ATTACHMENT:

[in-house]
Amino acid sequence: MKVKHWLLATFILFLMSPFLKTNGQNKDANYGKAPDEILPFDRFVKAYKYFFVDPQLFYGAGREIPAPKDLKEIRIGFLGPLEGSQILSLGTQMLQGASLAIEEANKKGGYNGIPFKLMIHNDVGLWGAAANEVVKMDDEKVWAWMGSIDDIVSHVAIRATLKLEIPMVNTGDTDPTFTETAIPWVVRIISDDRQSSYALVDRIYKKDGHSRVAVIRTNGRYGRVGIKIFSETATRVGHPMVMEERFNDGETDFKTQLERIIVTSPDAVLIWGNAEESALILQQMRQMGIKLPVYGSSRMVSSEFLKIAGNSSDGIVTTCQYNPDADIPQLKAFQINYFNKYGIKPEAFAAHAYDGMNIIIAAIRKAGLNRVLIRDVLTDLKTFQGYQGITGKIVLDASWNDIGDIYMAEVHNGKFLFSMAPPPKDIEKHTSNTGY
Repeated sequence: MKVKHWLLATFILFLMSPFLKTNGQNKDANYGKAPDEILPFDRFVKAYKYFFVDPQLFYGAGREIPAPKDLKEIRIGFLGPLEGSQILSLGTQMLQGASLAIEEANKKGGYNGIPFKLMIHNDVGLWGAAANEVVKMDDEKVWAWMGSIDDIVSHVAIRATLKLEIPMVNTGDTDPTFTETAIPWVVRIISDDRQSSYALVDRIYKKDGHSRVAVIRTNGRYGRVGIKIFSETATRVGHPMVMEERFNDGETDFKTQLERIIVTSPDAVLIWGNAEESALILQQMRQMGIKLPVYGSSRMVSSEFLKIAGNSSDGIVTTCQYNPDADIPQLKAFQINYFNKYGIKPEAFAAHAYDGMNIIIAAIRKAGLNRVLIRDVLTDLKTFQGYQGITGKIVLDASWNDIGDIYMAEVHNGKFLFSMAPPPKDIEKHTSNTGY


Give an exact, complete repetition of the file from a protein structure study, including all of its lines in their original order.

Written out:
[in-house]
Amino acid sequence: MKVKHWLLATFILFLMSPFLKTNGQNKDANYGKAPDEILPFDRFVKAYKYFFVDPQLFYGAGREIPAPKDLKEIRIGFLGPLEGSQILSLGTQMLQGASLAIEEANKKGGYNGIPFKLMIHNDVGLWGAAANEVVKMDDEKVWAWMGSIDDIVSHVAIRATLKLEIPMVNTGDTDPTFTETAIPWVVRIISDDRQSSYALVDRIYKKDGHSRVAVIRTNGRYGRVGIKIFSETATRVGHPMVMEERFNDGETDFKTQLERIIVTSPDAVLIWGNAEESALILQQMRQMGIKLPVYGSSRMVSSEFLKIAGNSSDGIVTTCQYNPDADIPQLKAFQINYFNKYGIKPEAFAAHAYDGMNIIIAAIRKAGLNRVLIRDVLTDLKTFQGYQGITGKIVLDASWNDIGDIYMAEVHNGKFLFSMAPPPKDIEKHTSNTGY
Repeated sequence: MKVKHWLLATFILFLMSPFLKTNGQNKDANYGKAPDEILPFDRFVKAYKYFFVDPQLFYGAGREIPAPKDLKEIRIGFLGPLEGSQILSLGTQMLQGASLAIEEANKKGGYNGIPFKLMIHNDVGLWGAAANEVVKMDDEKVWAWMGSIDDIVSHVAIRATLKLEIPMVNTGDTDPTFTETAIPWVVRIISDDRQSSYALVDRIYKKDGHSRVAVIRTNGRYGRVGIKIFSETATRVGHPMVMEERFNDGETDFKTQLERIIVTSPDAVLIWGNAEESALILQQMRQMGIKLPVYGSSRMVSSEFLKIAGNSSDGIVTTCQYNPDADIPQLKAFQINYFNKYGIKPEAFAAHAYDGMNIIIAAIRKAGLNRVLIRDVLTDLKTFQGYQGITGKIVLDASWNDIGDIYMAEVHNGKFLFSMAPPPKDIEKHTSNTGY